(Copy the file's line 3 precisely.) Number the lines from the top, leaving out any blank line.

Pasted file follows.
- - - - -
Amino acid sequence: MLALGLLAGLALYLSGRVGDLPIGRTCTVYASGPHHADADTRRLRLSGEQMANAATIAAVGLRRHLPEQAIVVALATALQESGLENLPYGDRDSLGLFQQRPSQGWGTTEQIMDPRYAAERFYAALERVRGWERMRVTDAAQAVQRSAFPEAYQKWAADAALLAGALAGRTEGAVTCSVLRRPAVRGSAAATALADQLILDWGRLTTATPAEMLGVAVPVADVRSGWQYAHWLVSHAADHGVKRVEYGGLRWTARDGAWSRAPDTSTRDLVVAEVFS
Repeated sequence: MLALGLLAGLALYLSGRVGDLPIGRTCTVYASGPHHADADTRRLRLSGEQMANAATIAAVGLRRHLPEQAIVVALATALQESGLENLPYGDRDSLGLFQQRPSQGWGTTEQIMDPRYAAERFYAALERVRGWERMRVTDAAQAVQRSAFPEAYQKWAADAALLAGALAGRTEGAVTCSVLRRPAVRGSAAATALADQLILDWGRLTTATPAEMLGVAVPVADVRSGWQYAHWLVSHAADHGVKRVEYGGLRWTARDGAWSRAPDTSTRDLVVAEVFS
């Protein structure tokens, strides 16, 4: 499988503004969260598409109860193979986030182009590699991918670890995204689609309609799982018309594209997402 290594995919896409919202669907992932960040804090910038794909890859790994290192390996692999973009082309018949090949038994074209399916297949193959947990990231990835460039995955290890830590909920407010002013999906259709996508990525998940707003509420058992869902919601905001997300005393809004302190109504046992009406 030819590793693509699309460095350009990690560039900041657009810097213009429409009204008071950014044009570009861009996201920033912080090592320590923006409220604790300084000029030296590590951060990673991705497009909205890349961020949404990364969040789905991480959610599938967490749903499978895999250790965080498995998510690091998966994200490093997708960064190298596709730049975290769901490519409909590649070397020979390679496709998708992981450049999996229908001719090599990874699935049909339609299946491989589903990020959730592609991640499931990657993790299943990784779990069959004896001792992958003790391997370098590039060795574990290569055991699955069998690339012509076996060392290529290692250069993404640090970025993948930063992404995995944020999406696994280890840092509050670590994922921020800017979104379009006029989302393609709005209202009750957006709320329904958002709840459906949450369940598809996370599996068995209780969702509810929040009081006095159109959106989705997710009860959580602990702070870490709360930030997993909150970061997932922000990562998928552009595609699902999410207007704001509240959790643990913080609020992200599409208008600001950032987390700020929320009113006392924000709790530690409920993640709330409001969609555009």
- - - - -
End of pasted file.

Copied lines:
């Protein structure tokens, strides 16, 4: 499988503004969260598409109860193979986030182009590699991918670890995204689609309609799982018309594209997402 290594995919896409919202669907992932960040804090910038794909890859790994290192390996692999973009082309018949090949038994074209399916297949193959947990990231990835460039995955290890830590909920407010002013999906259709996508990525998940707003509420058992869902919601905001997300005393809004302190109504046992009406 030819590793693509699309460095350009990690560039900041657009810097213009429409009204008071950014044009570009861009996201920033912080090592320590923006409220604790300084000029030296590590951060990673991705497009909205890349961020949404990364969040789905991480959610599938967490749903499978895999250790965080498995998510690091998966994200490093997708960064190298596709730049975290769901490519409909590649070397020979390679496709998708992981450049999996229908001719090599990874699935049909339609299946491989589903990020959730592609991640499931990657993790299943990784779990069959004896001792992958003790391997370098590039060795574990290569055991699955069998690339012509076996060392290529290692250069993404640090970025993948930063992404995995944020999406696994280890840092509050670590994922921020800017979104379009006029989302393609709005209202009750957006709320329904958002709840459906949450369940598809996370599996068995209780969702509810929040009081006095159109959106989705997710009860959580602990702070870490709360930030997993909150970061997932922000990562998928552009595609699902999410207007704001509240959790643990913080609020992200599409208008600001950032987390700020929320009113006392924000709790530690409920993640709330409001969609555009």